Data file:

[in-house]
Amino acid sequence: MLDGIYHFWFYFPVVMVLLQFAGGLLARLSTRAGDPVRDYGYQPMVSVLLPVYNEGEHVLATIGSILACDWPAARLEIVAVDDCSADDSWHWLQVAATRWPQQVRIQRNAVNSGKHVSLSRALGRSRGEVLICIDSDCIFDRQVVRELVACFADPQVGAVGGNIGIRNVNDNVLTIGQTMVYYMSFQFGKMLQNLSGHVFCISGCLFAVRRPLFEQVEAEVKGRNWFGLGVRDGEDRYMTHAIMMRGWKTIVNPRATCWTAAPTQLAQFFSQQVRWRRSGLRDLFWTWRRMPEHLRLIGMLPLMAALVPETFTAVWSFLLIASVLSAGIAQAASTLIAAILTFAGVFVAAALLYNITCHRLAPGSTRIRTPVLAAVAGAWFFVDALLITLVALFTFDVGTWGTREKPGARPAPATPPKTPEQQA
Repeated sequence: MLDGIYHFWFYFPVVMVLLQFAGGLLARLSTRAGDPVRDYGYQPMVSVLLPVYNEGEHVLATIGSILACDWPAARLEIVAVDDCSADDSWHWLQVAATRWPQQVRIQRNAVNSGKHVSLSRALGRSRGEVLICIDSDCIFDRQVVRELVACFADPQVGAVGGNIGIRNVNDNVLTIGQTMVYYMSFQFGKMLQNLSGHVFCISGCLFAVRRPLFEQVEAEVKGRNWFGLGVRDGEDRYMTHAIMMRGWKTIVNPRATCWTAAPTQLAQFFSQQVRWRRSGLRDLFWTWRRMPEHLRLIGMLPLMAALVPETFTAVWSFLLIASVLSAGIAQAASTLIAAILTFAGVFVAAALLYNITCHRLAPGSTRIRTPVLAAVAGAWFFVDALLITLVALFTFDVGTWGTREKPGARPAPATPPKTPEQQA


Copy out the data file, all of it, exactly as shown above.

[in-house]
Amino acid sequence: MLDGIYHFWFYFPVVMVLLQFAGGLLARLSTRAGDPVRDYGYQPMVSVLLPVYNEGEHVLATIGSILACDWPAARLEIVAVDDCSADDSWHWLQVAATRWPQQVRIQRNAVNSGKHVSLSRALGRSRGEVLICIDSDCIFDRQVVRELVACFADPQVGAVGGNIGIRNVNDNVLTIGQTMVYYMSFQFGKMLQNLSGHVFCISGCLFAVRRPLFEQVEAEVKGRNWFGLGVRDGEDRYMTHAIMMRGWKTIVNPRATCWTAAPTQLAQFFSQQVRWRRSGLRDLFWTWRRMPEHLRLIGMLPLMAALVPETFTAVWSFLLIASVLSAGIAQAASTLIAAILTFAGVFVAAALLYNITCHRLAPGSTRIRTPVLAAVAGAWFFVDALLITLVALFTFDVGTWGTREKPGARPAPATPPKTPEQQA
Repeated sequence: MLDGIYHFWFYFPVVMVLLQFAGGLLARLSTRAGDPVRDYGYQPMVSVLLPVYNEGEHVLATIGSILACDWPAARLEIVAVDDCSADDSWHWLQVAATRWPQQVRIQRNAVNSGKHVSLSRALGRSRGEVLICIDSDCIFDRQVVRELVACFADPQVGAVGGNIGIRNVNDNVLTIGQTMVYYMSFQFGKMLQNLSGHVFCISGCLFAVRRPLFEQVEAEVKGRNWFGLGVRDGEDRYMTHAIMMRGWKTIVNPRATCWTAAPTQLAQFFSQQVRWRRSGLRDLFWTWRRMPEHLRLIGMLPLMAALVPETFTAVWSFLLIASVLSAGIAQAASTLIAAILTFAGVFVAAALLYNITCHRLAPGSTRIRTPVLAAVAGAWFFVDALLITLVALFTFDVGTWGTREKPGARPAPATPPKTPEQQA